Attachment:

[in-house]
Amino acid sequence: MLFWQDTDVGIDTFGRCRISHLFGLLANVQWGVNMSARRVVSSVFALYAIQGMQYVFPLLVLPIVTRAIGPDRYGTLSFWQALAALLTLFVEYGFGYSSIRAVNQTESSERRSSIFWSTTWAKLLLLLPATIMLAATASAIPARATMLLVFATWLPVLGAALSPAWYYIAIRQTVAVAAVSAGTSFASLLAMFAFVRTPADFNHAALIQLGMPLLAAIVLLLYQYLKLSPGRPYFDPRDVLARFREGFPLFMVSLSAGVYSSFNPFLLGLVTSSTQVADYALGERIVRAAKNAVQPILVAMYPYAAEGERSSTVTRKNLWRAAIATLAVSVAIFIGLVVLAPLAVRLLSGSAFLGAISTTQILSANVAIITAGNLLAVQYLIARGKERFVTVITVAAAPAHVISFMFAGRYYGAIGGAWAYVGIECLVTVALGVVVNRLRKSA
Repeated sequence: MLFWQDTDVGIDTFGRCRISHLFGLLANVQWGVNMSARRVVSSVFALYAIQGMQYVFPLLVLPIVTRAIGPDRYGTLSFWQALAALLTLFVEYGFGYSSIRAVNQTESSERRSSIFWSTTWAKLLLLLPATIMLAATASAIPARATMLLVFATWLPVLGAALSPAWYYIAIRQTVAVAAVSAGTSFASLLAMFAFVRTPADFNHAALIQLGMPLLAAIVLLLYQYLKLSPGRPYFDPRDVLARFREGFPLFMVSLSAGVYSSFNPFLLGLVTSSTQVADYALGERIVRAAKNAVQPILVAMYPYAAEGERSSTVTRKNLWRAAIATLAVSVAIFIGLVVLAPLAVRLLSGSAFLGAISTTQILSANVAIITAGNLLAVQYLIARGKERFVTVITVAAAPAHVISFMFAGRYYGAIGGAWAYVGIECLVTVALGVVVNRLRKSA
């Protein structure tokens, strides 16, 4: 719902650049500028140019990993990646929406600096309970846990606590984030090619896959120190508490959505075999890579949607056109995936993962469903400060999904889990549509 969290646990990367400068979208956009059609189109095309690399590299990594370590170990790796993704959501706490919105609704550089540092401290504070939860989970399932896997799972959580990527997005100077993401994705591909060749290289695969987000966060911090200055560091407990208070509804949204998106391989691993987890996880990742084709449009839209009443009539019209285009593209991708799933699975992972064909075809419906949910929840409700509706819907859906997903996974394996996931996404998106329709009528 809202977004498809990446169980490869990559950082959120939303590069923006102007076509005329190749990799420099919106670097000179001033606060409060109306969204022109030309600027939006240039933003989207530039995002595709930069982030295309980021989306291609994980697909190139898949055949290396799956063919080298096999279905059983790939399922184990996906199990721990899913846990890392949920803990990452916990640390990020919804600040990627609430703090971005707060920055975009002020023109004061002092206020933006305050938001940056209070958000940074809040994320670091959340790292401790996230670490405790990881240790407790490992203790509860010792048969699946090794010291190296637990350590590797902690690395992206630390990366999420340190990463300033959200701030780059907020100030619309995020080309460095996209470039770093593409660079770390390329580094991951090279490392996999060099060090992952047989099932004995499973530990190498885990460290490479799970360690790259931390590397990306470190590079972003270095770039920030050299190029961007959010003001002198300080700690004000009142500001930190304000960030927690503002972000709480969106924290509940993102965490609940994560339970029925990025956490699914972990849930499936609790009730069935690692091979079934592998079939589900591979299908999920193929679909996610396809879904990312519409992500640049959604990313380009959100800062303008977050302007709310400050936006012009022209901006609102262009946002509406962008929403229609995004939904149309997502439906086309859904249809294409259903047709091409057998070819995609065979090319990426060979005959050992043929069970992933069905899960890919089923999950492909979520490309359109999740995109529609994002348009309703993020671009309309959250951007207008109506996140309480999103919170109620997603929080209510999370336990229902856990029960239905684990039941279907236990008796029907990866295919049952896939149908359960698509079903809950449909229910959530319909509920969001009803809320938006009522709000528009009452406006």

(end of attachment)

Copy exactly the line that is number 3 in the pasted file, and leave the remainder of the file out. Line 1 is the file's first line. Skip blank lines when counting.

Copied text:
Repeated sequence: MLFWQDTDVGIDTFGRCRISHLFGLLANVQWGVNMSARRVVSSVFALYAIQGMQYVFPLLVLPIVTRAIGPDRYGTLSFWQALAALLTLFVEYGFGYSSIRAVNQTESSERRSSIFWSTTWAKLLLLLPATIMLAATASAIPARATMLLVFATWLPVLGAALSPAWYYIAIRQTVAVAAVSAGTSFASLLAMFAFVRTPADFNHAALIQLGMPLLAAIVLLLYQYLKLSPGRPYFDPRDVLARFREGFPLFMVSLSAGVYSSFNPFLLGLVTSSTQVADYALGERIVRAAKNAVQPILVAMYPYAAEGERSSTVTRKNLWRAAIATLAVSVAIFIGLVVLAPLAVRLLSGSAFLGAISTTQILSANVAIITAGNLLAVQYLIARGKERFVTVITVAAAPAHVISFMFAGRYYGAIGGAWAYVGIECLVTVALGVVVNRLRKSA